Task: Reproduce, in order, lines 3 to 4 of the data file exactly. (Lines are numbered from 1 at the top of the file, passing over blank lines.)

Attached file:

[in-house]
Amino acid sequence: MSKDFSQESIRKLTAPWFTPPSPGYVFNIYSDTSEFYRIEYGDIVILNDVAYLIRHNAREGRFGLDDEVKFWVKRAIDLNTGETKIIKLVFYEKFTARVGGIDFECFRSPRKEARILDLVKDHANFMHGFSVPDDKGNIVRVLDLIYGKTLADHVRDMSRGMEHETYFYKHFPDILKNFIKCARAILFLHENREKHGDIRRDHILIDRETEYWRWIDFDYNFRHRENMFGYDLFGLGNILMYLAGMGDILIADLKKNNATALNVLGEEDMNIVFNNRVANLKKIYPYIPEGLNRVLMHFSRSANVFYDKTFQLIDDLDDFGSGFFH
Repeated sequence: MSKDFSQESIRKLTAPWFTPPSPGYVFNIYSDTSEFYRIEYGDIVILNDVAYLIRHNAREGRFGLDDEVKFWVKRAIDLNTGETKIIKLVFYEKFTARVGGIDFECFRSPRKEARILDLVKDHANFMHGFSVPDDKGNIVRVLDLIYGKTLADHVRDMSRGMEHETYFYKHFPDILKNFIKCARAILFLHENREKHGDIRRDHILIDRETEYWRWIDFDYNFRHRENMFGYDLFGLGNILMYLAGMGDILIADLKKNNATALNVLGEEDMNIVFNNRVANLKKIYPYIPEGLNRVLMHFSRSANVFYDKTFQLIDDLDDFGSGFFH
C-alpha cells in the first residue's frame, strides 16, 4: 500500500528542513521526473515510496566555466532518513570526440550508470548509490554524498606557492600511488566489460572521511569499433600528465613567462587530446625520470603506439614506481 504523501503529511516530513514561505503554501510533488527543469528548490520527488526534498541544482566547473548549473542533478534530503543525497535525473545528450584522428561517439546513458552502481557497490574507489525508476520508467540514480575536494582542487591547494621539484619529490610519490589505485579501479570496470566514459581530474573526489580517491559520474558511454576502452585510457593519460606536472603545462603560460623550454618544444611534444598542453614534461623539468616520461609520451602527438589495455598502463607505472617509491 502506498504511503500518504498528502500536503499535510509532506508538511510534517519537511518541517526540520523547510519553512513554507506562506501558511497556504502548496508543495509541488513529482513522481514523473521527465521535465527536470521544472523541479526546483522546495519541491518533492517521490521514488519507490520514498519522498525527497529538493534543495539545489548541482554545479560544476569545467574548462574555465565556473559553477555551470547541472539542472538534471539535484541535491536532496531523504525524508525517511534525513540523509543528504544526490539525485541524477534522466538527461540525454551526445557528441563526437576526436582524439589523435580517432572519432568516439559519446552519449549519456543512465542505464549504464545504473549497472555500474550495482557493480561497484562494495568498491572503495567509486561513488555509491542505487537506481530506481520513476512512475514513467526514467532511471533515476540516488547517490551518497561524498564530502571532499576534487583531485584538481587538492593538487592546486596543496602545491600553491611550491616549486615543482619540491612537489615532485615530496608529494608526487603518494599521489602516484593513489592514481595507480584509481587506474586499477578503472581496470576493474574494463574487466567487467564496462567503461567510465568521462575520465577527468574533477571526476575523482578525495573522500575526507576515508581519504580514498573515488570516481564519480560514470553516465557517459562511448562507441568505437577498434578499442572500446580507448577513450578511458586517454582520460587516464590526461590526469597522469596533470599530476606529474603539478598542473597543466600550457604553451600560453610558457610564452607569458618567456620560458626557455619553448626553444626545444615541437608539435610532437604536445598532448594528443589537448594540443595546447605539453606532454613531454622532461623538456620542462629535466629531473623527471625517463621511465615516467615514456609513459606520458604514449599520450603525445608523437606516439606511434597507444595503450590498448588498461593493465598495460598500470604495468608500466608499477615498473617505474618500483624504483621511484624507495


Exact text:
Repeated sequence: MSKDFSQESIRKLTAPWFTPPSPGYVFNIYSDTSEFYRIEYGDIVILNDVAYLIRHNAREGRFGLDDEVKFWVKRAIDLNTGETKIIKLVFYEKFTARVGGIDFECFRSPRKEARILDLVKDHANFMHGFSVPDDKGNIVRVLDLIYGKTLADHVRDMSRGMEHETYFYKHFPDILKNFIKCARAILFLHENREKHGDIRRDHILIDRETEYWRWIDFDYNFRHRENMFGYDLFGLGNILMYLAGMGDILIADLKKNNATALNVLGEEDMNIVFNNRVANLKKIYPYIPEGLNRVLMHFSRSANVFYDKTFQLIDDLDDFGSGFFH
C-alpha cells in the first residue's frame, strides 16, 4: 500500500528542513521526473515510496566555466532518513570526440550508470548509490554524498606557492600511488566489460572521511569499433600528465613567462587530446625520470603506439614506481 504523501503529511516530513514561505503554501510533488527543469528548490520527488526534498541544482566547473548549473542533478534530503543525497535525473545528450584522428561517439546513458552502481557497490574507489525508476520508467540514480575536494582542487591547494621539484619529490610519490589505485579501479570496470566514459581530474573526489580517491559520474558511454576502452585510457593519460606536472603545462603560460623550454618544444611534444598542453614534461623539468616520461609520451602527438589495455598502463607505472617509491 502506498504511503500518504498528502500536503499535510509532506508538511510534517519537511518541517526540520523547510519553512513554507506562506501558511497556504502548496508543495509541488513529482513522481514523473521527465521535465527536470521544472523541479526546483522546495519541491518533492517521490521514488519507490520514498519522498525527497529538493534543495539545489548541482554545479560544476569545467574548462574555465565556473559553477555551470547541472539542472538534471539535484541535491536532496531523504525524508525517511534525513540523509543528504544526490539525485541524477534522466538527461540525454551526445557528441563526437576526436582524439589523435580517432572519432568516439559519446552519449549519456543512465542505464549504464545504473549497472555500474550495482557493480561497484562494495568498491572503495567509486561513488555509491542505487537506481530506481520513476512512475514513467526514467532511471533515476540516488547517490551518497561524498564530502571532499576534487583531485584538481587538492593538487592546486596543496602545491600553491611550491616549486615543482619540491612537489615532485615530496608529494608526487603518494599521489602516484593513489592514481595507480584509481587506474586499477578503472581496470576493474574494463574487466567487467564496462567503461567510465568521462575520465577527468574533477571526476575523482578525495573522500575526507576515508581519504580514498573515488570516481564519480560514470553516465557517459562511448562507441568505437577498434578499442572500446580507448577513450578511458586517454582520460587516464590526461590526469597522469596533470599530476606529474603539478598542473597543466600550457604553451600560453610558457610564452607569458618567456620560458626557455619553448626553444626545444615541437608539435610532437604536445598532448594528443589537448594540443595546447605539453606532454613531454622532461623538456620542462629535466629531473623527471625517463621511465615516467615514456609513459606520458604514449599520450603525445608523437606516439606511434597507444595503450590498448588498461593493465598495460598500470604495468608500466608499477615498473617505474618500483624504483621511484624507495